An analysis of existing research suggests that eating lots of fish may protect against the development of depression. Pooling data from multiple studies conducted over more than a decade, the scientists found a significant association between consumption of fish and a lower risk of depression, but they do stress that this is only an observational study, so no definitive conclusions on cause and effect can be drawn. It could be that those eating more fish already had healthier diets and lifestyles in general, which could benefit mental health.
There have been many studies looking into whether or not eating fish might curb depression, but the results have been varied. This spurred one group of researchers to conduct a meta-analysis, in which they combined the results of 26 separate studies involving more than 150,000 participents, to see if they could find an overall trend. It indicated that eating fish might cut your risk of developing depression by 17%, but only for European studies. The results are published in the Journal of Epidemiology & Community Health.
Affecting an estimated 350 million people globally and growing, depression is now the leading cause of disability worldwide, according to the World Health Organization. With the disorder becoming a rising public health issue, there is an increasing interest in identifying lifestyle factors that might be contributing to, or protecting against, its development. With many studies focusing on diet, in particular the possible benefits of eating fish, the researchers of this new study looked at relevant articles published between 2001 and 2014.
They found 16 articles, which included 26 studies, suited to the meta-analysis. Ten of these studies involved following a group of people who did not have depression at the start, and seeing who then goes on to develop it. The rest looked at the association of depression with other variables of interest from a population at one point in time. They found that those eating the most fish had a 17% lower risk of developing depression compared to those who ate the least amount.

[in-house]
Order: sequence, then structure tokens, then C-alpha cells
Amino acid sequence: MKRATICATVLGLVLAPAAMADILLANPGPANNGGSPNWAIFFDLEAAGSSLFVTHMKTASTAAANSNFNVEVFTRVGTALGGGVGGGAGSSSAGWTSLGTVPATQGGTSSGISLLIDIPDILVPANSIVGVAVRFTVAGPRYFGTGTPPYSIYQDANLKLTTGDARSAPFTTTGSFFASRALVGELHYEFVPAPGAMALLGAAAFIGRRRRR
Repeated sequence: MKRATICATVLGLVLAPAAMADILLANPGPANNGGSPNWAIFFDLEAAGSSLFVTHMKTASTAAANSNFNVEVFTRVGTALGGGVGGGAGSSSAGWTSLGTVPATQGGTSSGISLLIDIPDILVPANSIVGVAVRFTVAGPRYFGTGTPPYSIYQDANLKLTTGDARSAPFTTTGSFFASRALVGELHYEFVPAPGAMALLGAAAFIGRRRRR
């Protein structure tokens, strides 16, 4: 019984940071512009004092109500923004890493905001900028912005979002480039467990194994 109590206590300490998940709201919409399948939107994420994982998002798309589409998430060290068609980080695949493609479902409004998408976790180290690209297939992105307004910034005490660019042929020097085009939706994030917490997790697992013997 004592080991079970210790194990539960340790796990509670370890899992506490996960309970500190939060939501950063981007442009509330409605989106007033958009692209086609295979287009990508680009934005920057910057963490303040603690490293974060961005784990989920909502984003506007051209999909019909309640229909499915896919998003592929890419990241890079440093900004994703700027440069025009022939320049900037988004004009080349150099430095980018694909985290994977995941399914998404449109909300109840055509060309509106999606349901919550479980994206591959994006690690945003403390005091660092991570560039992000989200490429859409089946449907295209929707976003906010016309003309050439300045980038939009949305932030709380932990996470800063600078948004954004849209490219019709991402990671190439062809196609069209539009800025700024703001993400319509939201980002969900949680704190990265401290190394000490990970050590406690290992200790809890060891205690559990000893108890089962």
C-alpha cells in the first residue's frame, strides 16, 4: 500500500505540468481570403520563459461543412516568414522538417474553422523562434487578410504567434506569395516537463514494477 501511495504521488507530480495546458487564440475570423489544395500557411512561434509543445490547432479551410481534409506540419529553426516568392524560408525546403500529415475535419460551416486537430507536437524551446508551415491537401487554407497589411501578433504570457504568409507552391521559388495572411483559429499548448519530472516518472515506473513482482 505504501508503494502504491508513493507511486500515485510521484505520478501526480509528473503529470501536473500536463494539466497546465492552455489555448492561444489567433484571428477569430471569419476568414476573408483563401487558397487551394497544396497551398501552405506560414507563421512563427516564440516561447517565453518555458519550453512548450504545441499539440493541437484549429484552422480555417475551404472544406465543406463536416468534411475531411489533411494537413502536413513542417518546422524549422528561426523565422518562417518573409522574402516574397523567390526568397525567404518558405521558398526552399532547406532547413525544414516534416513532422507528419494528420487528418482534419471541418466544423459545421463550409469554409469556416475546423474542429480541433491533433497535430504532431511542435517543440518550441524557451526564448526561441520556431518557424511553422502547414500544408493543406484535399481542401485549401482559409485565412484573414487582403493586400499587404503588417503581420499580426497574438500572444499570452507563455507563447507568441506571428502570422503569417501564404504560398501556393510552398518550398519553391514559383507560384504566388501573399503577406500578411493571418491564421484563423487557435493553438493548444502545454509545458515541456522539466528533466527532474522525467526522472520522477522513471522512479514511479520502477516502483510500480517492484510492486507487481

Interestingly though, this only applied to those studies conducted in Europe. The researchers suggest that this might be because some of the studies outside of Europe had a smaller number of participants, and so no overall conclusions of any meaning could be drawn.
Because all these studies were observational, and correlation does not mean causation, no definitive link could be established. The researchers note how different studies assessed the nutritional values of the fish in different ways, and that the type of fish and how they were prepared could also have differing effects. They also admit that depression diagnoses between studies were “largely inconsistent.”
Despite this, they do say that more research should be carried out on the potential link, as there may be a plausible biological explanation. This includes the suggestion that omega-3 fatty acids, found in high amounts in fish, might influence the levels of two brain chemicals linked to depression – dopamine and serotonin – and thus impact a person’s mood. The researchers suggest that more work should look into whether the type of fish consumed has any impact on mental health.